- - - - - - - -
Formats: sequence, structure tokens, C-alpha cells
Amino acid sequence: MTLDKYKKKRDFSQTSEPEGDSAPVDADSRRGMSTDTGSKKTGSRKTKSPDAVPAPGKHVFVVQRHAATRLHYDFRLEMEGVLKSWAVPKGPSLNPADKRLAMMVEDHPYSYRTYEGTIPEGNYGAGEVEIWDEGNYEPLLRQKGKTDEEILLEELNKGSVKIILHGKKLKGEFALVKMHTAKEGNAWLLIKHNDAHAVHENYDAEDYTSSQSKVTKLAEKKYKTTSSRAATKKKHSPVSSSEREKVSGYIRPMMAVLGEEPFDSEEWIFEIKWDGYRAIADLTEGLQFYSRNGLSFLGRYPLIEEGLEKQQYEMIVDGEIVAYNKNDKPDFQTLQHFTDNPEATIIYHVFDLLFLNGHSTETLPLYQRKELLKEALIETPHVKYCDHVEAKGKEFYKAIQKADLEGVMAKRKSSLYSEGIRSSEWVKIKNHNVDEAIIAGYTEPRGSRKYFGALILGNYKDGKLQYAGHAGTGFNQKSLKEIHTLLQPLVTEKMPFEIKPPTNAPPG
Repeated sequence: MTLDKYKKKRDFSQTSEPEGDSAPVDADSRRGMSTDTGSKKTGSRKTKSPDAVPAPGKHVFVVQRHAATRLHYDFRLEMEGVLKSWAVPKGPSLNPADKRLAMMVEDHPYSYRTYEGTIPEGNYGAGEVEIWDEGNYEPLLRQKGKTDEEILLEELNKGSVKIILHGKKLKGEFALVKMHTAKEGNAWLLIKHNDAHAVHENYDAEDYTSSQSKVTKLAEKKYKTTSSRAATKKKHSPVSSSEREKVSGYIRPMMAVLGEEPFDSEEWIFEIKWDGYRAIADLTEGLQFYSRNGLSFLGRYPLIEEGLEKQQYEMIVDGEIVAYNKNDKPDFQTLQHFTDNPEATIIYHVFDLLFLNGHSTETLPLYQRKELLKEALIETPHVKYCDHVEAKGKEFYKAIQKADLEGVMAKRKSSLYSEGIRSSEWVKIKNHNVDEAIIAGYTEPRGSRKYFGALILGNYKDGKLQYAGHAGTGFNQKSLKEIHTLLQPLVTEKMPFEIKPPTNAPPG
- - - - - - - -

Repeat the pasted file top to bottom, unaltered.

Formats: sequence, structure tokens, C-alpha cells
Amino acid sequence: MTLDKYKKKRDFSQTSEPEGDSAPVDADSRRGMSTDTGSKKTGSRKTKSPDAVPAPGKHVFVVQRHAATRLHYDFRLEMEGVLKSWAVPKGPSLNPADKRLAMMVEDHPYSYRTYEGTIPEGNYGAGEVEIWDEGNYEPLLRQKGKTDEEILLEELNKGSVKIILHGKKLKGEFALVKMHTAKEGNAWLLIKHNDAHAVHENYDAEDYTSSQSKVTKLAEKKYKTTSSRAATKKKHSPVSSSEREKVSGYIRPMMAVLGEEPFDSEEWIFEIKWDGYRAIADLTEGLQFYSRNGLSFLGRYPLIEEGLEKQQYEMIVDGEIVAYNKNDKPDFQTLQHFTDNPEATIIYHVFDLLFLNGHSTETLPLYQRKELLKEALIETPHVKYCDHVEAKGKEFYKAIQKADLEGVMAKRKSSLYSEGIRSSEWVKIKNHNVDEAIIAGYTEPRGSRKYFGALILGNYKDGKLQYAGHAGTGFNQKSLKEIHTLLQPLVTEKMPFEIKPPTNAPPG
Repeated sequence: MTLDKYKKKRDFSQTSEPEGDSAPVDADSRRGMSTDTGSKKTGSRKTKSPDAVPAPGKHVFVVQRHAATRLHYDFRLEMEGVLKSWAVPKGPSLNPADKRLAMMVEDHPYSYRTYEGTIPEGNYGAGEVEIWDEGNYEPLLRQKGKTDEEILLEELNKGSVKIILHGKKLKGEFALVKMHTAKEGNAWLLIKHNDAHAVHENYDAEDYTSSQSKVTKLAEKKYKTTSSRAATKKKHSPVSSSEREKVSGYIRPMMAVLGEEPFDSEEWIFEIKWDGYRAIADLTEGLQFYSRNGLSFLGRYPLIEEGLEKQQYEMIVDGEIVAYNKNDKPDFQTLQHFTDNPEATIIYHVFDLLFLNGHSTETLPLYQRKELLKEALIETPHVKYCDHVEAKGKEFYKAIQKADLEGVMAKRKSSLYSEGIRSSEWVKIKNHNVDEAIIAGYTEPRGSRKYFGALILGNYKDGKLQYAGHAGTGFNQKSLKEIHTLLQPLVTEKMPFEIKPPTNAPPG